A political shadow has covered this year’s nonpartisan state Supreme Court races.
The ongoing, contentious McCleary case, as well as the court’s unpopular decision to strike down the voter-approved charter school law, put the state’s top judicial branch under an unusual amount of public scrutiny.
All three state Supreme Court justices up for re-election attracted challengers.
This is the first time in recent memory that we have seen such a force of opposition to the state Supreme Court. Typically, at least one sitting judge ends up running unopposed.
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In our deliberations, we considered each race separately. In two of them, we recommend the incumbents. In one, however, the challenger was so impressive he swayed us.
Here are our recommendations:
Justice Mary Yu
In what may be the most politically-tinged race, voters have a choice between incumbent Justice Mary Yu and David DeWolf, a retired law professor at Gonzaga University and vocal critic of how the state Supreme Court has handled the McCleary lawsuit.
In 2012, the state Supreme Court unanimously ruled that the state was violating its constitutional duty to amply fund K-12 public education, and last year began imposing $100,000-a-day fines over the Legislature’s continued delay in developing a plan to remedy this.
DeWolf believes the state Supreme Court overstepped its authority in this case and a course correction is in order. He has the support of several lawmakers who would like to see the court let the Legislature off the hook.
We don’t think legislators should be let off so easy.
Yu was not part of the original 2012 decision because she was appointed to the state Supreme Court in 2014 after serving a long stint as a King County Superior Court judge, but said she would not second guess those justices who preceded her.
She disagrees that the Supreme Court is out of bounds.
Yu notes that the Legislature is being told to pick a plan — not what plan to pick. She has a solid record of making decisions with a practicality and care we admire, as well as a down-to-earth personality coupled with a great mind.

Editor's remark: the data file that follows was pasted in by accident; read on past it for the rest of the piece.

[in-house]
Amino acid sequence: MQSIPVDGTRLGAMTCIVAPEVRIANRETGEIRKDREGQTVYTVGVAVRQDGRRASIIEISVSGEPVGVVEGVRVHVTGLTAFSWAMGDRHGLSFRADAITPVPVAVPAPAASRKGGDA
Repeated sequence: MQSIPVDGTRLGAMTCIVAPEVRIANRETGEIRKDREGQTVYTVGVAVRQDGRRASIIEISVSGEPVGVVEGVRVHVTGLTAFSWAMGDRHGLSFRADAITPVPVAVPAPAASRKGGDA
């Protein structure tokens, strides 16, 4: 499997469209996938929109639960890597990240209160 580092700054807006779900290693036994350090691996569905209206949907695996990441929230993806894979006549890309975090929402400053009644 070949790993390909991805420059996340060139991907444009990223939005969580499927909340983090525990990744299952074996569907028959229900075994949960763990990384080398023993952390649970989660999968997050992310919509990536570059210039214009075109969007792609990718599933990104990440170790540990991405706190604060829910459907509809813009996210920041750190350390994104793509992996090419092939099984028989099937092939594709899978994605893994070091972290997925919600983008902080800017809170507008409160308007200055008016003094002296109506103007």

DeWolf is an articulate, highly knowledgeable candidate and gives an impressive interview. But he lacks Yu’s judicial experience.
The Tri-City Herald recommends Justice Mary Yu for state Supreme Court Position 1.
Chief Justice Barbara Madsen
Barbara Madsen has served on the state Supreme Court for 24 years. Her challenger is Kittitas County Prosecutor Greg Zempel, who is a devoted lawyer driven by a sense of justice.
He is frustrated with the state Supreme Court, and said it has overturned long-standing precedents in criminal cases that he feels are not warranted.
Madsen, however, defended the court’s decisions in cases Zempel brought up, demonstrating that she can certainly hold her own in a legal debate.
Zempel attracted support early on from advocates critical of Madsen when she authored last year’s 6-3 ruling declaring charter schools unconstitutional.
The timing of the case was horrendous. It came just days after the new schools opened their doors, leaving students and parents in limbo.
The Legislature eventually found a way to keep the schools open using an alternative revenue source, and the issue became a rallying point by some to oust Madsen.
But a 24-year legacy on the Supreme Court should not end over a recent unpopular verdict. Madsen, like her colleagues, must make decisions based on their interpretation of the law, and not what is politically safe.
We like Zempel’s zeal, but it will take more than criticism in isolated cases to unseat such a distinguished justice as Madsen.
He cannot match her judicial history with the Supreme Court and the respect she has earned from her colleagues.
The Tri-City Herald recommends Chief Justice Barbara Madsen for the Supreme Court Position 5.
Judge Dave Larson
Our next recommendation has more to do with the energy and fresh, broad perspective of the challenger than any harsh criticism of the incumbent.
State Supreme Court Justice Charlie Wiggins is finishing up his first term after being elected by voters in 2010.
He is known for his analytical mind and his impartial thought-process. If he did not face off against such a high-quality challenger, it would have been easier to recommend he continue another term.
Wiggins comes across as reflective and precise, which are not bad qualities in a judge.
But Federal Way Municipal Court Judge Dave Larson has a list of achievements that are too exceptional to dismiss.
In 2008, he volunteered to take over an appointment at Federal Way’s court during a time of turmoil and turned it around. He said he also once used his vacation time to help save the court in Granger from dissolving.
Larson also was president of the Federal Way School Board and, frustrated by the lack of school funding, filed a lawsuit that ended up a forerunner to the McCleary case.
Unlike other Supreme Court challengers, Larson has extensive experience on the bench, and he also has a civic determination and background in education funding that gives him an edge.
The Tri-City Herald recommends Judge Dave Larson for Supreme Court Position 6.
Look for our recommendation Thursday in the State Auditor’s race.